From My Mother's Notes

 Phyllis Fricker's Memory Book


My Mother's Paternal Grandmother

 Grandma Faulkner & Phyllis Fricker

copper boiler
 Everything was washed by hand in a huge, galvanized washtub on a scrub-board with Fels-naptha soap. The clothing was then rinsed in another tub, put through a hand-wringer and then hung out to dry. There was also a huge copper boiler which she used to boil white articles such as sheets and pillow cases, with bleach to make them snowy white. The back-kitchen would be filled with clouds of steam, then she would fish the articles out with a long round pole and transfer them to the rinsing tub.
    Wash day was a long and busy day requiring a lot of physical strength - washing, rinsing, wringing and hanging. Not to be compared with today's ease of automatic washers and dryers. A woman's reputation was judged by the whiteness of her wash. No drip drys or wash and wear then. No easy synthetics - but pure cottons, linens and wools.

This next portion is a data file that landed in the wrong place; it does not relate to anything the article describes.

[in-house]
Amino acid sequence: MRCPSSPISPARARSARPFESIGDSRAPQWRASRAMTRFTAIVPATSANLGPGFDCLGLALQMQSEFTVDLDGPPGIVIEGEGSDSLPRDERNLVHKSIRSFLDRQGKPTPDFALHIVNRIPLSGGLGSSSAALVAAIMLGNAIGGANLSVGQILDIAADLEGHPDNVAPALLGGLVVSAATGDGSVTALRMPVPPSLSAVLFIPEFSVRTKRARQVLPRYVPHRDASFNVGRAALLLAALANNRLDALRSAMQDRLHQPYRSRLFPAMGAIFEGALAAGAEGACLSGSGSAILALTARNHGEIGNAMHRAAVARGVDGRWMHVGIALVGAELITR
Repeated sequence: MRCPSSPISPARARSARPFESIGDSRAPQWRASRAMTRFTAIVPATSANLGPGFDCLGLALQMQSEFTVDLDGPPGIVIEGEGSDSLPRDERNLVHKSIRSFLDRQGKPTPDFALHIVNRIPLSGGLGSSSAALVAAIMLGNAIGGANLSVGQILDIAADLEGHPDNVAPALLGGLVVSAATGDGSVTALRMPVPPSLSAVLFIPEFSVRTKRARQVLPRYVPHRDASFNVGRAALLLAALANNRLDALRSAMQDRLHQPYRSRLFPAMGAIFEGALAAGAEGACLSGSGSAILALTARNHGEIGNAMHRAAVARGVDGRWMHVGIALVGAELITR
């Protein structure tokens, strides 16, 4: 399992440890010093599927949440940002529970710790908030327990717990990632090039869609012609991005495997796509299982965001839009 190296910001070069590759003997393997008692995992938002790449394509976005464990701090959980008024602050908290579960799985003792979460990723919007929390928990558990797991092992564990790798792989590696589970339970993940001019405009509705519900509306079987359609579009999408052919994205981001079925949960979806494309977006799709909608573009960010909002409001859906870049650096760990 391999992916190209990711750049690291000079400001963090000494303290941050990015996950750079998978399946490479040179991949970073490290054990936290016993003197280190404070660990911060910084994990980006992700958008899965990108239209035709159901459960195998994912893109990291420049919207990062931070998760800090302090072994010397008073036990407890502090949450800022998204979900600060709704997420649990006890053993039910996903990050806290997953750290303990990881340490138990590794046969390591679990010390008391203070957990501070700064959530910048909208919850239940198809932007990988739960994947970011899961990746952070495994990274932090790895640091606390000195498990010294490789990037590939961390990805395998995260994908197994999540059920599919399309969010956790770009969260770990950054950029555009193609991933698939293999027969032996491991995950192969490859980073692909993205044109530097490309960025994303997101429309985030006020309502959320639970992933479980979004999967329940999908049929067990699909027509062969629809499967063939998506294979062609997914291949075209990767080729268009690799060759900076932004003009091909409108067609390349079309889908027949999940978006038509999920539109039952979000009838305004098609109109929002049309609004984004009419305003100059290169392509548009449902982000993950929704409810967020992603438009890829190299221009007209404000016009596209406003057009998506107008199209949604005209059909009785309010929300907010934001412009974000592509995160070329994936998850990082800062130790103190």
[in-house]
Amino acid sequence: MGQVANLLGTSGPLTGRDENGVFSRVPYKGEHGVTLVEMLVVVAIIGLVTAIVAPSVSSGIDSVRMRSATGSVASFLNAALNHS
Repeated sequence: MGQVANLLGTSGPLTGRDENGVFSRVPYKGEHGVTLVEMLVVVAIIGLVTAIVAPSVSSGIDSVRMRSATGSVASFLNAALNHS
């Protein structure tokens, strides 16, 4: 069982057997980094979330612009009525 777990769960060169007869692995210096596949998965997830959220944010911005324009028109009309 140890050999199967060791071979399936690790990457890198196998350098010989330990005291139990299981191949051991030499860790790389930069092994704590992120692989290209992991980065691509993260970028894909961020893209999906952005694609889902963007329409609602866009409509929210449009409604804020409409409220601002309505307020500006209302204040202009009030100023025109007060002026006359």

Percy Kenneth Brock | Valparaiso, Indiana | Cadillac, Grand Rapids & the Stock Market Crash | 
Mabel Evelyn House
 | Family jokes | Mabel passes | Mary Faulkner | Farm Life | 
The well-equiped kitchen
 | An old-fashioned wash day | Goose feather beds | "I 'ope he don't bust!" | 
In the good old Summertime
 | A daring escape | Black Diphtheria | Frank Faulkner | 
Aunt Clara & Uncle Bill
 | Aunt Hilda |